Communication is key for artisans seeking to work with global designers, taking their designs from unknown to global resonance.
“People may be getting too many emails in their general inbox, but everyone checks their DMs,” said Bibhu Mohapatra, the designer and founder of his namesake brand at the first edition of the Global Eco Artisan Awards, or GEAA, held virtually on Tuesday. He was invited as a special speaker to the event.
In a global fashion market cluttered with too much stuff, be it clothing or emails, he finds the best outreach to be more informal. “Whether it’s Twitter or Instagram, I think any sort of outreach is super helpful and sending [designers] examples, photographs of your work. A lot of the artisans I have found in the last 10 years of my namesake brand [were] through people reaching out to me.”
In the designer’s collection for fall 2021, the focus again centered on timelessness and craft, drawing inspiration from the artist/muse relationship. Raised in Indian culture surrounded by artisans and vibrant textile traditions, the brand has long uplifted artisanal work.
“After I connect with someone, then that opens up a world for me through their network. Communication is the key and telling the story, really the essence of what you do as an artisan.…I think collaborations like this are the new way of giving something unique to the audience,” said Mohapatra.
Providing a platform for that “something unique,” in Mohapatra’s words, is what Saloni Shrestha, founder and creative head of the sustainable luxury brand Agaati (which put on the awards ceremony) is hoping to activate.
The GEAA platform is designed to celebrate, connect and champion emerging artisans of the world, with some of those artisans like Raquel Eliserio, a winner from the Philippines, dedicating two months to weave her submission out of pineapple fiber. There were more than 400 artisan submissions across textiles and accessories categories, of which 80 percent were from women. Each top-prize winner received $2,000 to put toward their businesses. Judges based decisions off of three criteria: authenticity, adaptability and quality.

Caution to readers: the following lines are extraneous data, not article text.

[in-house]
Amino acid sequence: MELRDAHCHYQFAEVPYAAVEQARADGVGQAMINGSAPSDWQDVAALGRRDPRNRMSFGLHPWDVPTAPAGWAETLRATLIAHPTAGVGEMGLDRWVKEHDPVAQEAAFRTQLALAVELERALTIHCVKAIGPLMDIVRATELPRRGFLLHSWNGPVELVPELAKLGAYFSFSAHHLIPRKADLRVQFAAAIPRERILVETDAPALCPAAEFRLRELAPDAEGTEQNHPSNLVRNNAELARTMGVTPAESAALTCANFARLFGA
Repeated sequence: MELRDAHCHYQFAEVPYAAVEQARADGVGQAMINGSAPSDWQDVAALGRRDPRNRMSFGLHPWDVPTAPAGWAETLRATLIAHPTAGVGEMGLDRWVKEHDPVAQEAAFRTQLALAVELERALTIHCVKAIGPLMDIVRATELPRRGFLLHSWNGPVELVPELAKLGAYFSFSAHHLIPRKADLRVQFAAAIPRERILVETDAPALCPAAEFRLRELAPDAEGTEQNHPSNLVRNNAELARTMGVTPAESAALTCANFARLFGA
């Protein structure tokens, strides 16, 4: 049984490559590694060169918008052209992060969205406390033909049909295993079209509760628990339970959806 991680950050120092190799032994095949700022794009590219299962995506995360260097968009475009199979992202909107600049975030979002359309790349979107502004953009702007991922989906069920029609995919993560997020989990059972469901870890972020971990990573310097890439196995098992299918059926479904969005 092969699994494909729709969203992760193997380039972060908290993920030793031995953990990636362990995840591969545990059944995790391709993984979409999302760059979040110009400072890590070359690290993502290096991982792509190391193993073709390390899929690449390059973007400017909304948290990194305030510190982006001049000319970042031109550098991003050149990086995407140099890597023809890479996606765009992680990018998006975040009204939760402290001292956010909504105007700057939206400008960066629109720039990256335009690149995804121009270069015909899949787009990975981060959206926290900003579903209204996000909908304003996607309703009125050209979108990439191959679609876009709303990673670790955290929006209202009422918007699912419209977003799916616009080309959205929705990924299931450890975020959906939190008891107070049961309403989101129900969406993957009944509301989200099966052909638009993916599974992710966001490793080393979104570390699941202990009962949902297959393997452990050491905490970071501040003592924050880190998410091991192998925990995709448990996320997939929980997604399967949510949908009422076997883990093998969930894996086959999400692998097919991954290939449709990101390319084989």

“I must say it is not just my livelihood now, but my passion,” said Eliserio, of the pineapple weaving tradition of which she is now a fifth generation practicer. She is a cultural master hailed by the National Commission for Culture and the Arts and a proud member of HABI the Philippine Textile Council.
Her textile was made by weaving the knotted but delicate piña fibers while inlaying fibers in between the warp, which gave the fabric an ecru tissue look. She used what’s called a suksuk technique, which is a complex weaving technique, throughout the fabric.
“The pride of being an artisan is coming back,” said Radhikaraje Gaekwad, queen of Baroda, India, textile conservationist and director of CDS Arts Foundation, another judge. “More and more people are acknowledging that handmade is something beautiful and that there is a higher lever of education and skill development that is taking place. The younger generation are trying to incorporate the saree tradition of craftsmanship as well as bringing in the newer techniques and innovation. I see that happening all over.”
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